Scott Morrison stares down demands to set date for border reopening

By: Rosie Lewis
Scott Morrison is staring down demands to set a date for reopening the international border as Josh Frydenberg declares “we cannot afford to take the risk” and all that matters is keeping Australians safe.
With a federal election due by May next year, when the international border is expected to remain closed, the Prime Minister and Treasurer have adopted a more conservative approach to opening up the country.
But NSW Treasurer Dominic Perrottet said the state government could go it alone and allow vaccinated residents to use home quarantine when returning from overseas if it helped the economy, and ramped up calls for the government to specify when the international border would open.
“I saw the Prime Minister come out the other day and say that Australians aren’t interested in opening international borders. Well that might be the case and it might not be a comfortable discussion point but we can’t sit here closed to the rest of the world indefinitely,” Mr Perrottet told Sky News.
“We may fall short of a date that we set but that’s okay, we need to know what success looks like, we need to know where the strategy is and how much of the population that is required to be vaccinated then leads to those borders reopening. If we don’t set a date and we don’t have a plan then we’ll just meander along.”
Tuesday’s budget assumes overseas travel will stay at low levels through to at least the middle of 2022, after which international tourism is expected to experience a “gradual recovery”.
Asked if NSW could offer home quarantine to vaccinated residents before movement from the commonwealth or the states, Mr Perrottet said: “We’re open to any ideas and policy proposals that will drive economic growth and opportunity for people in our state.
“The biggest issue on the ground right now when you’re talking to the business community is labour shortages and access to skills. So if we don’t work through this vaccination program as quickly as possible and don’t have a road map where we can open international borders, there’s going to be some other challenges that come our way that we may not have thought of last year.”
In his post-budget address, Mr Frydenberg said the “most important” assumption affecting Treasury’s economic forecasts was Australia’s ability to contain the local spread of COVID-19.
He said an extended lockdown, like what occurred in Victoria last year, would “very much damage” the economic recovery.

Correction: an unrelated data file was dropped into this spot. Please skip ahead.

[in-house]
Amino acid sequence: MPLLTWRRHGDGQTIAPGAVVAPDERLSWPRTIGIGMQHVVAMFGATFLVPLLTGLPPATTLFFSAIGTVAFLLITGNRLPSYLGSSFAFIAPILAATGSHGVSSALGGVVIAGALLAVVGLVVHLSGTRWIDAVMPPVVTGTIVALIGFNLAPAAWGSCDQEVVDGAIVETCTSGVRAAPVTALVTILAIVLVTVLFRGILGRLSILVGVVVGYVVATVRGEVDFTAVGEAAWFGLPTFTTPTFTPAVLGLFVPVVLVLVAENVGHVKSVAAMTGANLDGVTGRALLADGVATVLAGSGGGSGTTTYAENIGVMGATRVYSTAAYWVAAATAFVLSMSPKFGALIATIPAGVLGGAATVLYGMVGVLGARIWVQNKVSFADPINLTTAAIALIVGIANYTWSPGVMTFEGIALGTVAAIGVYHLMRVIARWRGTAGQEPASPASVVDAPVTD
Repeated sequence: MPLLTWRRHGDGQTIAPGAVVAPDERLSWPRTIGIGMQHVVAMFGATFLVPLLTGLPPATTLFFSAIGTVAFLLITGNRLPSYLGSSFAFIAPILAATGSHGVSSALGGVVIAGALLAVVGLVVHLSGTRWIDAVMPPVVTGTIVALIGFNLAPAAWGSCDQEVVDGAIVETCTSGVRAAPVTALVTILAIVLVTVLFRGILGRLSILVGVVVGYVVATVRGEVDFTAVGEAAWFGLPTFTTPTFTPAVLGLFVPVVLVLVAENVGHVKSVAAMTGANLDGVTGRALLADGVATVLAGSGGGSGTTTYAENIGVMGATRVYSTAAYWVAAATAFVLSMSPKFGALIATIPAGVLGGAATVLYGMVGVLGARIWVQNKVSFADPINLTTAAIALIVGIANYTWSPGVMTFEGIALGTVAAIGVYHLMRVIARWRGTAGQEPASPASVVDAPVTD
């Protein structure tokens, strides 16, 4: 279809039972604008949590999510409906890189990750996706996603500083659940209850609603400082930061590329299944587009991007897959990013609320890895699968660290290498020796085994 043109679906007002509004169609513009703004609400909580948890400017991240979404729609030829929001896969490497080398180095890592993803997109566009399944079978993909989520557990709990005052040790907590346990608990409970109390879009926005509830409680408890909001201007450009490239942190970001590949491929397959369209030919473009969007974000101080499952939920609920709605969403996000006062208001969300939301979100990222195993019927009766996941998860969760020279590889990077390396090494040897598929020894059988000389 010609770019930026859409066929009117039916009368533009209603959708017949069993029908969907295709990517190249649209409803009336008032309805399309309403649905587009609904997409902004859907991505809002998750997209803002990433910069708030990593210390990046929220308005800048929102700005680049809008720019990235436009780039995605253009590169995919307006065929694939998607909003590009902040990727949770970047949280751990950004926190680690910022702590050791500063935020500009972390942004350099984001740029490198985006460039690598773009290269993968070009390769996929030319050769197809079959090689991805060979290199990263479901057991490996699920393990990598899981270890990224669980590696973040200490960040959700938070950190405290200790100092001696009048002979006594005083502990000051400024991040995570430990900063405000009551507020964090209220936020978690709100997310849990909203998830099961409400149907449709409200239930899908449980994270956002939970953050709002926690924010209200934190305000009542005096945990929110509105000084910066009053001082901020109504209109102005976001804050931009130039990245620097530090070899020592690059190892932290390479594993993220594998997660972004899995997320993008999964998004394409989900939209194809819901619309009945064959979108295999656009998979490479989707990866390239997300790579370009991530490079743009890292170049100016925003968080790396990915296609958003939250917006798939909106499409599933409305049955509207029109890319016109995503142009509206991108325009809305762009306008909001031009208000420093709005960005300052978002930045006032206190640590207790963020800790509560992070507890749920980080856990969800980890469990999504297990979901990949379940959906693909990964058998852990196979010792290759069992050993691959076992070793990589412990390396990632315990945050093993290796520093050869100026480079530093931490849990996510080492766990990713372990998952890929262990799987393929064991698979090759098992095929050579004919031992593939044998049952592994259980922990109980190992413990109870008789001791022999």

“We cannot afford to take the risk right now to open our borders in a way that would compromise the health of Australians. So, we’re unapologetic about putting the health of Australians first,” Mr Frydenberg said.
“The key factor, the central factor, the only factor for us is what keeps Australians safe? And it’s not simply the rollout of the vaccine that is a factor for the Chief Medical Officer (Paul Kelly) in making decisions around borders. They also need to take into account what is happening with the virus globally, its transmissibility, new variants of the virus, and what it would mean for Australians’ health and safety.”
As the Morrison government faces criticism for failing to include funding in the budget for new quarantine facilities, Mr Frydenberg said the responsibility rested “primarily with the states” but the commonwealth was considering a proposal from Victoria.
“With respect to new federal investments in quarantine and the states, the first proposal that we’re looking through is the one from Victoria and we will respond to that in due course,” he said.
Labor seized on what it called “mixed messages” on key budget assumptions, after Josh Frydenberg said the “population-wide vaccination program” the budget says will “likely” be in place by the end of 2021 included both doses for Australians who wanted to be immunised.
Mr Morrison meanwhile repeatedly pointed out the budget make no reference to whether the assumption was for a second dose, while Health Minister Greg Hunt said it would depend on when in December people received their first Pfizer dose.
“Every announcement in Scott Morrison’s budget relies on our economy staying open. The budget assumes every Australian will be vaccinated by the end of the year. The Treasurer said that would mean Australians would be fully vaccinated,” opposition health spokesman Mark Butler said.
“But today the Prime Minister and Finance Minister conceded Australians won’t be fully vaccinated this year. The PM has two jobs – vaccine rollout and safe quarantine. This budget fails on both.”

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